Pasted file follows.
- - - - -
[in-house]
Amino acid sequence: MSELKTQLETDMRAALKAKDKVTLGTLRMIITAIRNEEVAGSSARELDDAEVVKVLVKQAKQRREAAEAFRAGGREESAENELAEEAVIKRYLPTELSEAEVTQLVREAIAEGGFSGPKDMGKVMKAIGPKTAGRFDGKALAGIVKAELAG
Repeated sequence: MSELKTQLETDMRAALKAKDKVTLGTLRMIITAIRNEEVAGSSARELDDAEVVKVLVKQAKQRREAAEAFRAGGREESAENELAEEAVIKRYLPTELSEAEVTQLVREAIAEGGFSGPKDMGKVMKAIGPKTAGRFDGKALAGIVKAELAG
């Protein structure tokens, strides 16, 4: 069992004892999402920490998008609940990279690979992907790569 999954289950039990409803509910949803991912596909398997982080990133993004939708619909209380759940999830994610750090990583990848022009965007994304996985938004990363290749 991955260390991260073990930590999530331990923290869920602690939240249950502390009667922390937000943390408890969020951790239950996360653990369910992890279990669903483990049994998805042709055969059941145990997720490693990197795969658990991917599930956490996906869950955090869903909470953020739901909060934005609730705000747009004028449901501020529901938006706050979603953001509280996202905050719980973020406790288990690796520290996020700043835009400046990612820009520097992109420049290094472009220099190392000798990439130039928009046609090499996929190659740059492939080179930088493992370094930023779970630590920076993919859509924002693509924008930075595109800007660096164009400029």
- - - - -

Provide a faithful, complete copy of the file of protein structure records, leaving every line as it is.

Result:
[in-house]
Amino acid sequence: MSELKTQLETDMRAALKAKDKVTLGTLRMIITAIRNEEVAGSSARELDDAEVVKVLVKQAKQRREAAEAFRAGGREESAENELAEEAVIKRYLPTELSEAEVTQLVREAIAEGGFSGPKDMGKVMKAIGPKTAGRFDGKALAGIVKAELAG
Repeated sequence: MSELKTQLETDMRAALKAKDKVTLGTLRMIITAIRNEEVAGSSARELDDAEVVKVLVKQAKQRREAAEAFRAGGREESAENELAEEAVIKRYLPTELSEAEVTQLVREAIAEGGFSGPKDMGKVMKAIGPKTAGRFDGKALAGIVKAELAG
């Protein structure tokens, strides 16, 4: 069992004892999402920490998008609940990279690979992907790569 999954289950039990409803509910949803991912596909398997982080990133993004939708619909209380759940999830994610750090990583990848022009965007994304996985938004990363290749 991955260390991260073990930590999530331990923290869920602690939240249950502390009667922390937000943390408890969020951790239950996360653990369910992890279990669903483990049994998805042709055969059941145990997720490693990197795969658990991917599930956490996906869950955090869903909470953020739901909060934005609730705000747009004028449901501020529901938006706050979603953001509280996202905050719980973020406790288990690796520290996020700043835009400046990612820009520097992109420049290094472009220099190392000798990439130039928009046609090499996929190659740059492939080179930088493992370094930023779970630590920076993919859509924002693509924008930075595109800007660096164009400029």